Final Drive, New Exhaust, Tail Light Bracket & Wheel Bearing Removal

Loads of more things are to be done on my Guzzi V7…

The FINAL DRIVE is currently undergoing a complete renovation. Gears of crown & pinion were seriously worn. So I brought the shaft casing with all internals to my buddies at Urban Motor. They are more than capable of doing the job correctly. I instead would not like to change these parts myself since setting the distance between crown & pinion is a delicate work. No need to ruin anything. Luckily, most parts of the shaft drive are available at the moment, but adding up to a hefty 950 € (bearings, seals, gaskets, nuts, crown & pinion), without labor. The result of the future 8/37 ratio (instead of 8/35) will soon be presented here.

My Guzzi also needs some visual tuning. The original EXHAUST is pretty rotten and rusted. I tried to address this problem with a Coke cure – and it worked very good, as shown in this video. Most of the rust could be removed from the surface. But still, the pipes were far from shiny. Therefore, I decided to go for a new set, built of stainless steel. Armour Motor Products in the UK produce an exhaust set worth buying. The shape is similar to the original, only the exhaust mounts at the passenger foot pegs vary slightly. This exhaust is of the absorption type, which should improve gas flow/power slightly and make for a deeper sound. The original V7 exhaust pipes are reflective, not allowing the fumes to pass on the shortest way, swashing from here to there. I will report about fitting the new exhaust in a few months.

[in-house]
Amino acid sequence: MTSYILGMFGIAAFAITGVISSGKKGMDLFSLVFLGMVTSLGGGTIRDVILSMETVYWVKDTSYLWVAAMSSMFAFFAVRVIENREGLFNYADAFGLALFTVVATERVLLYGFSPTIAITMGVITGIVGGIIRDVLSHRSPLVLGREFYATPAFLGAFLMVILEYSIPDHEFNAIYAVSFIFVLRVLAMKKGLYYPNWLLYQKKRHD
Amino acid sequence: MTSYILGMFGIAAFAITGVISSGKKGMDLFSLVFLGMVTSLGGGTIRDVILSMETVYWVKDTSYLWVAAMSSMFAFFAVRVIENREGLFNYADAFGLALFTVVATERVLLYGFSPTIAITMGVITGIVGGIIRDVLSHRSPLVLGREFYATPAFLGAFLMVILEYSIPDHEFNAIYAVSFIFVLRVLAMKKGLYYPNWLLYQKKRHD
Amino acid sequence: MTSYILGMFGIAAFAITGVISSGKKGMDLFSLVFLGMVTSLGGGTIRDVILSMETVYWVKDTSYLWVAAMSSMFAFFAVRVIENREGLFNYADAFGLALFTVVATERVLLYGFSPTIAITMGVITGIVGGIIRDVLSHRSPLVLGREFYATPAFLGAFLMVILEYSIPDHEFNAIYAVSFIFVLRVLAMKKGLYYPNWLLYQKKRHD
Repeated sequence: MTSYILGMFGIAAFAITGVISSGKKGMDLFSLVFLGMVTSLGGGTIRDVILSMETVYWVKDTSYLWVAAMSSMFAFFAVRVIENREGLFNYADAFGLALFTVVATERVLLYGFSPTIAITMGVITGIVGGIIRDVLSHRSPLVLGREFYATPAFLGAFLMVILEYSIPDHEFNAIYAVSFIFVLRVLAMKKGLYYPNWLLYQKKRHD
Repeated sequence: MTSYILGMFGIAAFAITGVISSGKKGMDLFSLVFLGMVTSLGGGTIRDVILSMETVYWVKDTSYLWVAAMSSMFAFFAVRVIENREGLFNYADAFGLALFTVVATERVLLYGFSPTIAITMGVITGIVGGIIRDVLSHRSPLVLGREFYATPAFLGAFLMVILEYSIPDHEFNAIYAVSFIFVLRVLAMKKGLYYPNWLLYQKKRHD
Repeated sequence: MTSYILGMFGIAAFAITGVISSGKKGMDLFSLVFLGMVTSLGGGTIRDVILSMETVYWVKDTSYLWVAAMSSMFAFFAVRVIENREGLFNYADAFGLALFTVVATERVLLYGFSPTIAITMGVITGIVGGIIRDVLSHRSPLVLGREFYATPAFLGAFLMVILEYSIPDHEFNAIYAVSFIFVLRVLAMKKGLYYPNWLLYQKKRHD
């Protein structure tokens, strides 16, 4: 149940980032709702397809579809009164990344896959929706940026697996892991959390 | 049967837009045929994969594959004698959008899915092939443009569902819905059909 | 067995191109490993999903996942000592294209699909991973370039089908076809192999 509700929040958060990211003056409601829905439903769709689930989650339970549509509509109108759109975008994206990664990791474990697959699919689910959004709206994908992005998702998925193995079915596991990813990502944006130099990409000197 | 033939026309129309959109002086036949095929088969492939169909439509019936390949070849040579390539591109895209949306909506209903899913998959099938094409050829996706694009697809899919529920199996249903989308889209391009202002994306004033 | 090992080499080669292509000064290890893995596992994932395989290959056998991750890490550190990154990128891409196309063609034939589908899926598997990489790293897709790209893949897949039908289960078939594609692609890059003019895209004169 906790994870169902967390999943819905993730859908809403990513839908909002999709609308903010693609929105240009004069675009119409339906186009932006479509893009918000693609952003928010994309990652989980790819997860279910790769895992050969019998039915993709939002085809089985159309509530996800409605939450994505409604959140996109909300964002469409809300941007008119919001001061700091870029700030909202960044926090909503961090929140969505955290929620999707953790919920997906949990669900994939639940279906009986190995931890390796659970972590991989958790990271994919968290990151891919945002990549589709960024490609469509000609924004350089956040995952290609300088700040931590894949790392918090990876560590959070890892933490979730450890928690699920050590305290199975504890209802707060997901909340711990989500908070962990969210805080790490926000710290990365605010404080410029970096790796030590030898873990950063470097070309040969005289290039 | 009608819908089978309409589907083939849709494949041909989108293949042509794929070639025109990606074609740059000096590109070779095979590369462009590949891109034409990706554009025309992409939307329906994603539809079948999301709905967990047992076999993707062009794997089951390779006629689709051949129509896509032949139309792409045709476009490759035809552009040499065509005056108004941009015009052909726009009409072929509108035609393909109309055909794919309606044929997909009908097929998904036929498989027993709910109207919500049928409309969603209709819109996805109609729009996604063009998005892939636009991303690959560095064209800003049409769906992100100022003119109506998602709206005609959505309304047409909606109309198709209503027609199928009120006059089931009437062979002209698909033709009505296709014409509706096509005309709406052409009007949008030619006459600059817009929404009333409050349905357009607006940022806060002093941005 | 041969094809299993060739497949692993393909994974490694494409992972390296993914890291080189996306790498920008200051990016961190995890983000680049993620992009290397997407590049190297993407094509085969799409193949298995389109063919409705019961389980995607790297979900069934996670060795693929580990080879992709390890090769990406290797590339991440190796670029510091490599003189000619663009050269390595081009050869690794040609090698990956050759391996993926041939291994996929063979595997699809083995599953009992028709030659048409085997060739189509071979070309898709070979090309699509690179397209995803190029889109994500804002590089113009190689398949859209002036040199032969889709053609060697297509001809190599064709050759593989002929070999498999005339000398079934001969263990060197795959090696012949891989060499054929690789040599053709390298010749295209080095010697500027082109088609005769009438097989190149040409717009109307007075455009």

I also managed to finish the TAIL LIGHT BRACKET, spending hours welding, grinding and flattening the surface with sandpaper. The last steps were filling/priming the weld spots and painting the piece with glossy black spray color. One hour in the oven, burning the color on the metal and the job was done.

I also gave my Borrani rims to a professional who will make them shiny again – for a very good price. Meanwhile, I was struggling with the wheel hubs. Having them separated from the rims and off the bike means that I can also renew the WHEEL HUB BEARINGS. They were still OK, but I feel better using new parts when putting everything back together. Getting the bearings out of the hubs was tricky in the first place. I had no clue about how to do that. But using a punch, sliding 2/3 through the axle hole, gripping on the border of the bearing casing on the other side worked out well. It turned out that there are – of course – 2 bearings plus dust seals, plus 2 outer flange tubes and 1 small & one big distance tube in the middle of the bearings; no matter if front or rear wheel. This might be different when you have a double-duplex brake or discs at the front… The new bearings are already there and will be mounted soon.


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